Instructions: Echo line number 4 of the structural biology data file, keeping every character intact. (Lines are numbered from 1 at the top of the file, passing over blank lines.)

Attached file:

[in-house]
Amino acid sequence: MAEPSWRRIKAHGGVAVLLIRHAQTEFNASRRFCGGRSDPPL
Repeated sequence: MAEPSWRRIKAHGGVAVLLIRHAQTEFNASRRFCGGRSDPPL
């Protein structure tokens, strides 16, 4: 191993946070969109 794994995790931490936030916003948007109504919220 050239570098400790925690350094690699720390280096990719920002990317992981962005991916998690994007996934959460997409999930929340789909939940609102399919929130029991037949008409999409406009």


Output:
């Protein structure tokens, strides 16, 4: 191993946070969109 794994995790931490936030916003948007109504919220 050239570098400790925690350094690699720390280096990719920002990317992981962005991916998690994007996934959460997409999930929340789909939940609102399919929130029991037949008409999409406009």